In this issue


Eating disorders: is inaction tantamount to negligence? (free article)
Kel O’Neill argues that counsellors and psychotherapists need to do more to recognise and address eating disorders

Supervision and training supervisors for IAPT: are we getting the balance right?
Michael Worrell explores whether the provision of supervision for IAPT CBT practitioners is adequate and fit for purpose

Tending the growing edge: counselling women following breast cancer
Carol Morgan explores the role of counselling in facilitating post-traumatic growth

Hyperemesis gravidarum: who cares? (free article)
Michelle Nicholson reflects on the experiences of women who have suffered the psychological effects of severe pregnancy sickness


Chair’s report – BACP Healthcare
Satinder Panesar

Healthcare update
Judy Stafford

Counselling in primary care
Elaine Davies

Cover of Healthcare Counselling and Psychotherapy journal, January 2018 issue

A pdf of this issue is available in the Healthcare Counselling and Psychotherapy Journal archive

From the editor

One of the key focal points of healthcare policy in recent years has been the need to bridge the gap between physical and mental health. The NHS Five Year Forward View for Mental Health1 emphasised the need for a greater focus on the psychological aspects of physical illness. In keeping with this, three of the articles in this issue focus on the intersection of physical and mental health, exploring the psychological impacts of eating disorders, severe morning sickness and breast cancer.

Although many of us will have no formal training in working with eating disorders, we may find ourselves with patients presenting with other issues, who also suffer from anorexia nervosa, bulimia or related disorders. In a frank exploration of this topic, eating disorder specialist, Kel O’Neill, challenges us to consider how we work with these clients. Huge increases in the diagnosis of these disorders have led to long waiting times for specialist services, which may increase the likelihood that these patients end up in the consulting rooms of those of us who are not specialists. Kel highlights that, when working with these clients, we will often be working with life and death scenarios, and that we cannot afford complacency. Her article certainly challenged me to consider how I might improve my understanding of the psychological impact of these disorders.

One of the key ways in which we might challenge our work in this area is by bringing it to supervision. At its best, supervision gives us the opportunity to explore our blind spots and identify areas of growth. Michael Worrell considers whether the supervision provided to IAPT CBT practitioners is fit for purpose and supports their needs. His reflections are not only relevant to practitioners of that modality, however. He highlights how good supervision provides the supervisee with a safe space to explore the emotional complexities of working as a therapist. Having recently completed my own training as a supervisor, I found his reflections helpful and pertinent to my future work in this area.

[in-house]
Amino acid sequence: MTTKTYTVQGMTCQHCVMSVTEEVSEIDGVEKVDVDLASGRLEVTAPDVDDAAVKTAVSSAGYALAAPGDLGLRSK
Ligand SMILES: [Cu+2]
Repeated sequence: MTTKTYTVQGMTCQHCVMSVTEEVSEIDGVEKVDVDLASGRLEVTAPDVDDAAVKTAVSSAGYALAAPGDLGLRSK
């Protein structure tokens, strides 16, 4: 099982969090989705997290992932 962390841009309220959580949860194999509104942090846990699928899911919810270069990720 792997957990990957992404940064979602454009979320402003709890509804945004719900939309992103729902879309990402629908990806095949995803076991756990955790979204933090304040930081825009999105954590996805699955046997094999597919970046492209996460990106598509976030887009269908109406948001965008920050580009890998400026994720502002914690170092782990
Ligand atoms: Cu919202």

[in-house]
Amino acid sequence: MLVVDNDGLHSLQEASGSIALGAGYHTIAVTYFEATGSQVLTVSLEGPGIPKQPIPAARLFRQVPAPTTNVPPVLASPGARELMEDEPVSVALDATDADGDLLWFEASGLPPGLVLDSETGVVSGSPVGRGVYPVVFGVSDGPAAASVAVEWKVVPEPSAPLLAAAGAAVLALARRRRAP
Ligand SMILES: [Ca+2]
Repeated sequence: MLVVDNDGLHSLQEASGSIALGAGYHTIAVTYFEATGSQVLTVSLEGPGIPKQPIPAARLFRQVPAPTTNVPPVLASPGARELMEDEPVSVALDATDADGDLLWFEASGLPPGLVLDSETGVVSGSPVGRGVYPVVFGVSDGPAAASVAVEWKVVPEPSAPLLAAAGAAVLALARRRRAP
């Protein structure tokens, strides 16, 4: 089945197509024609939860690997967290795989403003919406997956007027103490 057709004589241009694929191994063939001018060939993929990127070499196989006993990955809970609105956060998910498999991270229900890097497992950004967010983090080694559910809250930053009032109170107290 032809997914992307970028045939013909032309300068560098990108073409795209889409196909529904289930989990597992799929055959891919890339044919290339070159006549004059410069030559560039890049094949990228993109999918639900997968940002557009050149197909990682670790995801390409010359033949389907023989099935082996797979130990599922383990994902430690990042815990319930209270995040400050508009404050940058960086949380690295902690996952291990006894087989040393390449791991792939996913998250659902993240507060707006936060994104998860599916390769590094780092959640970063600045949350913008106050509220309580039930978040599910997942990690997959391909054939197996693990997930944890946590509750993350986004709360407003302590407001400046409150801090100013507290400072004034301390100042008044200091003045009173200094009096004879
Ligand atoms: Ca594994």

Returning to the interplay between physical and mental health, Carol Morgan presents a case study of her work with a woman who has suffered from breast cancer. She focuses on the positive personal growth in the women she has worked with through the charity Breast Cancer Haven. This organisation seems to provide an excellent example of responding to the needs of the whole person, adopting a holistic and individualised approach, and offering complementary therapies alongside counselling.

This need to respond to the whole person is also evident in Michelle Nicholson’s article on the psychological impact of severe morning sickness. Michelle’s first-hand experience of this issue led her to conduct research into how other women had coped and been supported through their physical and mental distress. Michelle and the women she interviewed shared the experience that, while healthcare professionals took care of their physical needs during their pregnancies, measuring bumps and blood pressure, they were not asked about their emotional needs. Michelle sensitively captures the experiences of the 10 women she interviewed. These are useful reflections to bear in mind, should we find ourselves working with clients suffering from this condition.

It is important to us that we ensure that this journal reflects your needs and interests. If you have any ideas for different types of content that you would like to see in the journal, such as interviews with therapists, or discussions of ethical dilemmas, then do please let me know.

Joanna Benfield


1 Independent Mental Health Task Force to the NHS in England. Five year forward view for mental health. [Online.] 2016. (accessed 29 November 2017).